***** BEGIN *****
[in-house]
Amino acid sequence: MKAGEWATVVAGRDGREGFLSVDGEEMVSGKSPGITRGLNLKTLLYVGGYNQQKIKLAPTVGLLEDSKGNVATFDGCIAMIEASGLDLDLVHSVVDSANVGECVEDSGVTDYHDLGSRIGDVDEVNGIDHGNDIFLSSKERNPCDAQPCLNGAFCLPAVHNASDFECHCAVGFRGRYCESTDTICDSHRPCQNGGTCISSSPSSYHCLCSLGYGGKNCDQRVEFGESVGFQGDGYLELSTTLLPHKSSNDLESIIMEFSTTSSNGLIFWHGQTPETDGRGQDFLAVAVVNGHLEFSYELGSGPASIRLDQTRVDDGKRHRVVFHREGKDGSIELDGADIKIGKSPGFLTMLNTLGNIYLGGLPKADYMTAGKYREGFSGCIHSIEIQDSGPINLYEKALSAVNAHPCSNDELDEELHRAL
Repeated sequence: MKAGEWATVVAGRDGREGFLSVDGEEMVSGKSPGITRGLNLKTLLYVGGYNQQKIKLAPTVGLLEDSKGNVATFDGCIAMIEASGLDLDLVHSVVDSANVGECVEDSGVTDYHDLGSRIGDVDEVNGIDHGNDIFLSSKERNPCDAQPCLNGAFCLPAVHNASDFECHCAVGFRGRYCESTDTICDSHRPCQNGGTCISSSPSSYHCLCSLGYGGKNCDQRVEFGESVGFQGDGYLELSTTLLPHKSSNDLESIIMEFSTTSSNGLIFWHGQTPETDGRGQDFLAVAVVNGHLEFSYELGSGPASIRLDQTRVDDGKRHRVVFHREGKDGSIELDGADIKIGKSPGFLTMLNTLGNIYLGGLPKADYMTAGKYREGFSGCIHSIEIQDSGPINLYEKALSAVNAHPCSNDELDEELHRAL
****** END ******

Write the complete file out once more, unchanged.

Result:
[in-house]
Amino acid sequence: MKAGEWATVVAGRDGREGFLSVDGEEMVSGKSPGITRGLNLKTLLYVGGYNQQKIKLAPTVGLLEDSKGNVATFDGCIAMIEASGLDLDLVHSVVDSANVGECVEDSGVTDYHDLGSRIGDVDEVNGIDHGNDIFLSSKERNPCDAQPCLNGAFCLPAVHNASDFECHCAVGFRGRYCESTDTICDSHRPCQNGGTCISSSPSSYHCLCSLGYGGKNCDQRVEFGESVGFQGDGYLELSTTLLPHKSSNDLESIIMEFSTTSSNGLIFWHGQTPETDGRGQDFLAVAVVNGHLEFSYELGSGPASIRLDQTRVDDGKRHRVVFHREGKDGSIELDGADIKIGKSPGFLTMLNTLGNIYLGGLPKADYMTAGKYREGFSGCIHSIEIQDSGPINLYEKALSAVNAHPCSNDELDEELHRAL
Repeated sequence: MKAGEWATVVAGRDGREGFLSVDGEEMVSGKSPGITRGLNLKTLLYVGGYNQQKIKLAPTVGLLEDSKGNVATFDGCIAMIEASGLDLDLVHSVVDSANVGECVEDSGVTDYHDLGSRIGDVDEVNGIDHGNDIFLSSKERNPCDAQPCLNGAFCLPAVHNASDFECHCAVGFRGRYCESTDTICDSHRPCQNGGTCISSSPSSYHCLCSLGYGGKNCDQRVEFGESVGFQGDGYLELSTTLLPHKSSNDLESIIMEFSTTSSNGLIFWHGQTPETDGRGQDFLAVAVVNGHLEFSYELGSGPASIRLDQTRVDDGKRHRVVFHREGKDGSIELDGADIKIGKSPGFLTMLNTLGNIYLGGLPKADYMTAGKYREGFSGCIHSIEIQDSGPINLYEKALSAVNAHPCSNDELDEELHRAL